Don’t Try Avoiding the Fall, Just Get Back Up

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Why do we give up playing the sports we love, or even the things we love to do in general? I tried to address this issue once before and came up with several reasons for why people abandon the things they love to do. Sometimes it’s because of a loss of interest, sometimes it’s because we just don’t have the time anymore.
But there was one thing that I forgot to bring up, a reason that causes many to quit the sports they love: not being able to get back up after falling.
Now the term ‘falling’ in this case could have one of two meanings. You can either take the literal meaning, or you could look deeper and try to understand it at an emotional level. Falling could be represented every time some athlete trips over his own feet or falls off a surf board, or it could be during the times when you’re on a breakaway and at the last second you hesitate and take a wide shot, costing your team the game.
Each situation is trying in its own way, even if one results in physical trauma while the other is more of a mental one. However, both have effects that can be long-asting and even enough to stop someone from pursuing what makes them happy.
Falling isn’t something you can avoid; sooner or later you will experience it. However, the fact that you fall isn’t what you need to focus on. Instead, you need to realize that after you fall you need to get back up.
Take Lance Armstrong for example. This one man has won the Tour de France six times in his lifetime. Now, he is good at what he does, but being good wasn’t the only thing he was known for through his campaign. During his career, Armstrong was diagnosed with cancer, specifically lung cancer that generated into brain and testicular cancer as well. To me, that would be his fall, and it would be a hard one to recover from. Yet Armstrong got back on his bike and won the tournament time and time again.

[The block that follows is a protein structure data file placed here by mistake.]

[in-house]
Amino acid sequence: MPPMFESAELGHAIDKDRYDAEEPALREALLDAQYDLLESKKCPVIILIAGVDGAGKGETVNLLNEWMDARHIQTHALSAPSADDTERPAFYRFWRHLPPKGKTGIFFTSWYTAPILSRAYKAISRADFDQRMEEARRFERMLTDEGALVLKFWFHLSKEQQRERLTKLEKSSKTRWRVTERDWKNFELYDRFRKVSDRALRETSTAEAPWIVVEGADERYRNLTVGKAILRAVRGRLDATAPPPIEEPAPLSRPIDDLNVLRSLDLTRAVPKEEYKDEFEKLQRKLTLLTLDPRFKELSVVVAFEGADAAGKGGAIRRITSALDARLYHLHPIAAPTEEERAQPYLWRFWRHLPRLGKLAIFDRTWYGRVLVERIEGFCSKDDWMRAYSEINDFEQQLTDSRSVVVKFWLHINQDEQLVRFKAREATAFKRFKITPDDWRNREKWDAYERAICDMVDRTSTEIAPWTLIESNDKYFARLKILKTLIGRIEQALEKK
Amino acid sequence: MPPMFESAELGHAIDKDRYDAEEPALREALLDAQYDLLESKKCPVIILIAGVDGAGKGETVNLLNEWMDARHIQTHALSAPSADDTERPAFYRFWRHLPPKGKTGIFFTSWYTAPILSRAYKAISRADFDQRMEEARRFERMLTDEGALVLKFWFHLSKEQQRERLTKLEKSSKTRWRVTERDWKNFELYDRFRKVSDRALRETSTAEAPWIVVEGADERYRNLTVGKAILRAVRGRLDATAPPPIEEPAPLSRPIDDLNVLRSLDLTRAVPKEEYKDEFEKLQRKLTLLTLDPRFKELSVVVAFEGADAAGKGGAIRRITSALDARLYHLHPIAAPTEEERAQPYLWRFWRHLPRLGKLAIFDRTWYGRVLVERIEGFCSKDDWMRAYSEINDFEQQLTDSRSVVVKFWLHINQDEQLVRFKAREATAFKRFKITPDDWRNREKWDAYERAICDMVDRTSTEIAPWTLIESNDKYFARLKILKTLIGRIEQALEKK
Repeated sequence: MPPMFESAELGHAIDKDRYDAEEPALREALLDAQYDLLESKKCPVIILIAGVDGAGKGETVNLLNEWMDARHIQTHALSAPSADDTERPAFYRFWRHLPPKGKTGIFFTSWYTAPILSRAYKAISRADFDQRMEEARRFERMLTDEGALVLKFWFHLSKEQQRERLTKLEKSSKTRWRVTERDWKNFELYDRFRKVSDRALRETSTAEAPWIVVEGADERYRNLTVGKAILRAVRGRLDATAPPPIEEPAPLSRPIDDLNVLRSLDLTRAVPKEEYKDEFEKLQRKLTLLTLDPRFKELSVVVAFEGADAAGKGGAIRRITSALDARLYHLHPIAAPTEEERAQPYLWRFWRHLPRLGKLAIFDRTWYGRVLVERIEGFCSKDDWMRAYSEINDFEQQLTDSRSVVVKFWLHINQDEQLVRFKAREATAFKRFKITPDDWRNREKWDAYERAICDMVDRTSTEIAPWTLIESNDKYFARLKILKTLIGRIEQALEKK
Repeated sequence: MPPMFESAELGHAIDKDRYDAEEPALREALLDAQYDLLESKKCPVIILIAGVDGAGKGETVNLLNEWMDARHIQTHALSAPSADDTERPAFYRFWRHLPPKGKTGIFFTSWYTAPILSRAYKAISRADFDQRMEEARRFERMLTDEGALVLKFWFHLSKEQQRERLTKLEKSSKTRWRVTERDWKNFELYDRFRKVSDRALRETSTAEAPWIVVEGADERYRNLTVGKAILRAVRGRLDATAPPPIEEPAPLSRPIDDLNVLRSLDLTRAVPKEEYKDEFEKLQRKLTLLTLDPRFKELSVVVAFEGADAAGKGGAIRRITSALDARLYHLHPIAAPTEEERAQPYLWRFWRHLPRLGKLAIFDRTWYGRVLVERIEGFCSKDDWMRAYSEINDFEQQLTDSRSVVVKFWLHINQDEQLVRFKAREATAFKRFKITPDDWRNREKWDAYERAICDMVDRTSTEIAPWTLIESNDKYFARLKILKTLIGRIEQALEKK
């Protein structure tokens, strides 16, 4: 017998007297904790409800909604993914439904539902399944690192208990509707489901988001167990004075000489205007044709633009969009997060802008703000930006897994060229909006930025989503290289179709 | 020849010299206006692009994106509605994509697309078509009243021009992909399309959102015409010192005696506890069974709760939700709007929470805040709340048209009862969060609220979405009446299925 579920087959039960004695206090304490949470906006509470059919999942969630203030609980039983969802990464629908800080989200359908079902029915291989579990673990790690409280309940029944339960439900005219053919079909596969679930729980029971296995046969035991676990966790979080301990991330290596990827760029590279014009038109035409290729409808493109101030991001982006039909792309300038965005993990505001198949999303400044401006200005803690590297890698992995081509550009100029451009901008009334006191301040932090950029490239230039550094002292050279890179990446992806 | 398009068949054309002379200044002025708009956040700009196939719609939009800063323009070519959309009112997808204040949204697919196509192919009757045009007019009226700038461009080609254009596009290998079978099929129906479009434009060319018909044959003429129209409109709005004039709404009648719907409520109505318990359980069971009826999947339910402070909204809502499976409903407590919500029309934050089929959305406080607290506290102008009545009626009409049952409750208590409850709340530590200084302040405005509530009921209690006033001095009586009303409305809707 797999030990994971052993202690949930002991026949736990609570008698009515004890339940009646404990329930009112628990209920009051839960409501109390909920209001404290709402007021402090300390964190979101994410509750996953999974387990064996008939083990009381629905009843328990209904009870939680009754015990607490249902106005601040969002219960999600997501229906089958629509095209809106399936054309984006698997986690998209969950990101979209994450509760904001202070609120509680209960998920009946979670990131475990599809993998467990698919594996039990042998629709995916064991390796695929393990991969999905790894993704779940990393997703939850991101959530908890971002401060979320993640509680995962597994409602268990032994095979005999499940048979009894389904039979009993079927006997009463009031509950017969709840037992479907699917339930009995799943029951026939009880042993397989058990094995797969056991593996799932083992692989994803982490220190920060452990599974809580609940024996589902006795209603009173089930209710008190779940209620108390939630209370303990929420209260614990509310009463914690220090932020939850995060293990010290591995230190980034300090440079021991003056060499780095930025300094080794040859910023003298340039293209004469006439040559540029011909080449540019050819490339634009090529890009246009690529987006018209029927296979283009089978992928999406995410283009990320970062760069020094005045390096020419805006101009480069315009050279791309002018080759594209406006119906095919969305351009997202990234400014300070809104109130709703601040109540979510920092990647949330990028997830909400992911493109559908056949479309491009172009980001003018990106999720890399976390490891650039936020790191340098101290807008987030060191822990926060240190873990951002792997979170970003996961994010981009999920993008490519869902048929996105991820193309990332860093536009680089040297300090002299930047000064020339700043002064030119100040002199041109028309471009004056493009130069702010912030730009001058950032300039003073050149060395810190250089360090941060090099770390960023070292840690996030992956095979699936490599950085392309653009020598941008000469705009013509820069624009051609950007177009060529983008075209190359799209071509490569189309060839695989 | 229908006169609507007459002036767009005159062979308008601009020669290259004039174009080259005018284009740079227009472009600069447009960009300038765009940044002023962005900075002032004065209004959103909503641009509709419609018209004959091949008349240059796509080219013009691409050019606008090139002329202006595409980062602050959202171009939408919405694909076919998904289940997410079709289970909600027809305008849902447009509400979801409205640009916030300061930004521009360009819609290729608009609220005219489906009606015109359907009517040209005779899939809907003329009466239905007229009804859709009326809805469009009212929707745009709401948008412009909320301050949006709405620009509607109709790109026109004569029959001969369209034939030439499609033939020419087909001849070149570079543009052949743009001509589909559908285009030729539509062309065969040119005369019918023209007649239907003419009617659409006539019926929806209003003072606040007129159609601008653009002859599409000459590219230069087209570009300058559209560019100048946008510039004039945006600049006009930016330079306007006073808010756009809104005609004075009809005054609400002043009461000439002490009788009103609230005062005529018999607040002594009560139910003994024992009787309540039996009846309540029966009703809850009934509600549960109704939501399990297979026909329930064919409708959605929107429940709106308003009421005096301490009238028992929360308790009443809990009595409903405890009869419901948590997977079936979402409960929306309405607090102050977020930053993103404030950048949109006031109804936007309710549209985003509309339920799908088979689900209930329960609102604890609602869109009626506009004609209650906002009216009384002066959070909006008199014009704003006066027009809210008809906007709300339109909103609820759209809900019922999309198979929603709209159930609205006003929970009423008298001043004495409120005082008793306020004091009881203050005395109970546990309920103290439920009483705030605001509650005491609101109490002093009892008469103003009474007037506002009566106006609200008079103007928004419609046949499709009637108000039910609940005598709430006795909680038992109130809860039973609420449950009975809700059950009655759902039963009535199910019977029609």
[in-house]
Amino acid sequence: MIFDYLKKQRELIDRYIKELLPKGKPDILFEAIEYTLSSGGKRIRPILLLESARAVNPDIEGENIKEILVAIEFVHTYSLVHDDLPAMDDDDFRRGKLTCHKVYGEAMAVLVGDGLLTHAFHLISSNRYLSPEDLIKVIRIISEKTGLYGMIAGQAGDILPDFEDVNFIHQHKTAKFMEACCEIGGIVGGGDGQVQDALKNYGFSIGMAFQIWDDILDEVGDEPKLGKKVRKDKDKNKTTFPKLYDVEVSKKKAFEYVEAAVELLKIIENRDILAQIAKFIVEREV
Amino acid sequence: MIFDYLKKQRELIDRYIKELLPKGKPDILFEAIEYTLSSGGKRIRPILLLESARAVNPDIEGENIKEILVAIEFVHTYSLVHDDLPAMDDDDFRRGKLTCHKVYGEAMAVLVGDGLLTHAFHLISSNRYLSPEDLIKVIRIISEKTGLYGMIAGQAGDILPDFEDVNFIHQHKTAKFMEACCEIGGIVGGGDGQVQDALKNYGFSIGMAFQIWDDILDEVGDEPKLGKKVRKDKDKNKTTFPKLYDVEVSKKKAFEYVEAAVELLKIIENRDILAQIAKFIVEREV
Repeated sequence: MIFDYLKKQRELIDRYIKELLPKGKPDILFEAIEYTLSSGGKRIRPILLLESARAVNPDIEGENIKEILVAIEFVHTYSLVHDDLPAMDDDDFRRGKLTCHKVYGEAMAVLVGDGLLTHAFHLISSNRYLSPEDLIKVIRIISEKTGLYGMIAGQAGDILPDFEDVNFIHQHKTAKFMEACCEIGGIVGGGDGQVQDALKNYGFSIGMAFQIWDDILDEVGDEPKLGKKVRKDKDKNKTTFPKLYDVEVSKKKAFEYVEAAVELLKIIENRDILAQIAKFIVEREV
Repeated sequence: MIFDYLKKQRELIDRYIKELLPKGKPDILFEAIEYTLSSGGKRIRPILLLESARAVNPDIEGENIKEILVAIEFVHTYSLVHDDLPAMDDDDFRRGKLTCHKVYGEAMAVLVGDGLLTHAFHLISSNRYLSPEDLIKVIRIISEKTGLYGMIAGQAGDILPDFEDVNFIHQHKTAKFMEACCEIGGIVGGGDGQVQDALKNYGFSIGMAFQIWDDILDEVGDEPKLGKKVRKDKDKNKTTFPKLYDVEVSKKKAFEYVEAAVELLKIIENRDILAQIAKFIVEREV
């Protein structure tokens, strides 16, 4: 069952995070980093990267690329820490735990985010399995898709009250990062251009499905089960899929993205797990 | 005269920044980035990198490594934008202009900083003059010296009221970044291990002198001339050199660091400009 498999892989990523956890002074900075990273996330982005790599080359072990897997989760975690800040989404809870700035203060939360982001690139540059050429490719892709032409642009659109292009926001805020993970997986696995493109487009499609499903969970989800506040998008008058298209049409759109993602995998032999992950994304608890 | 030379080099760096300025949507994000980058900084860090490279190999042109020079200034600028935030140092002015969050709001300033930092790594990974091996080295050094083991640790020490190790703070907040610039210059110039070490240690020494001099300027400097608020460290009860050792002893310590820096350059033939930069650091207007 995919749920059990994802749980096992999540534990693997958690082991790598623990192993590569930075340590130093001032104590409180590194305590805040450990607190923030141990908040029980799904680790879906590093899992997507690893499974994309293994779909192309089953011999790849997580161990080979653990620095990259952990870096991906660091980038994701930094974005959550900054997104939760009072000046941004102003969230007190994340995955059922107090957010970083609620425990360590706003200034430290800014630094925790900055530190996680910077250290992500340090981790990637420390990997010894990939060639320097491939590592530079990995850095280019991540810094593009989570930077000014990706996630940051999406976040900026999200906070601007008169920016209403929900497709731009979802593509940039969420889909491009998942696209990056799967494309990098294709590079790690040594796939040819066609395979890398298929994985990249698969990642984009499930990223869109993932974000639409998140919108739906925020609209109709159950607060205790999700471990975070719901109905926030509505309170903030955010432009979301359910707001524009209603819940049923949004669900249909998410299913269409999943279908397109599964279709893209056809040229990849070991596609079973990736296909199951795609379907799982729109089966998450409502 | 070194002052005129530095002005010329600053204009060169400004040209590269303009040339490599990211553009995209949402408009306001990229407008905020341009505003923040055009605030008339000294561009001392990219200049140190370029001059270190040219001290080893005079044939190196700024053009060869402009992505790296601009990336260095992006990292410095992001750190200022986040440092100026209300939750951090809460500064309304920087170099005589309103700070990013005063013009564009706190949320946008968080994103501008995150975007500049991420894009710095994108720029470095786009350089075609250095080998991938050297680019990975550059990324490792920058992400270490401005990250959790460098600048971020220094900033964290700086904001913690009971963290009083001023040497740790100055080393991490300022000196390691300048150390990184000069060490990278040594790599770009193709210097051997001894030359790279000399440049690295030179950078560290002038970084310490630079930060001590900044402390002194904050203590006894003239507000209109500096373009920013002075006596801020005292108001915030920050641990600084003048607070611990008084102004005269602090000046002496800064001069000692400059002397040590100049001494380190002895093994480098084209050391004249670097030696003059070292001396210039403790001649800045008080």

Now if Armstrong can recover from something like that, which undoubtedly had both a physical and a mental toll, why do others struggle so much to get back up on the horse, or strap those skates back on?
I have given you an example of someone who bounced back, but what about someone who has trouble doing so? How about someone like me? I’ve played my fair share of sports, ranging from common ones like baseball and soccer to not-so-common ones like cricket.
Despite changing my cup of tea each week, accidents tend to still happen. This isn’t uncommon; I mean, sometimes things just go wrong, but in my little world I tend to be the cause of injuries instead of being the one injured. If you were to just look at the weekly soccer game I play, you’d be amazed at the amount of injuries I’ve caused, but my ability to avoid pain and instead inflict it is something I’ll leave for another day.
Don’t get me wrong; I’m not saying that I never get hurt. Take my freshman year, for example, when I received a slight concussion from a head-on collision with my roommate (no pun intended). Sure, he gets to say that he walked away from it scratch-free, but I was the one getting everyone’s sympathy, so it wasn’t as bad as it might sound.
Usually when I get hurt I don’t mind much. In fact, I don’t think I’ve ever been hurt bad enough to actually ‘fall.’ However, I do feel discouraged from continuing my athletic pursuits when I cause injuries, especially when I inflict those injuries on my close friends or family.
While talking about the things I’ve done, one specific moment keeps coming back to mind. It was way back when I was still in second grade and my cousin and aunt had come to visit us from England. Luckily, I had escaped my cousin’s persistent requests to play cricket, which is pretty impressive, since that game is his life. I know, you’re probably asking how that could be true, but just remember that he’s British, so you can expect some weird things.
Instead of playing his game we played mine: hockey. Now, we didn’t have much room to play since we were confined to my garage. So with me being me, I took a slap shot and hit him in the face with the puck. Luckily it was one of those plastic pucks, but it still hurt. Apparently, giving your cousin a black eye is enough to push a hockey fan away from playing the game for a very long time.
I’m not the one you should look to about getting back up. Instead look to people like Lance Armstrong, who actually have something terrible to overcome and successfully do it. Maybe if we all had that much courage, people wouldn’t give up at all.

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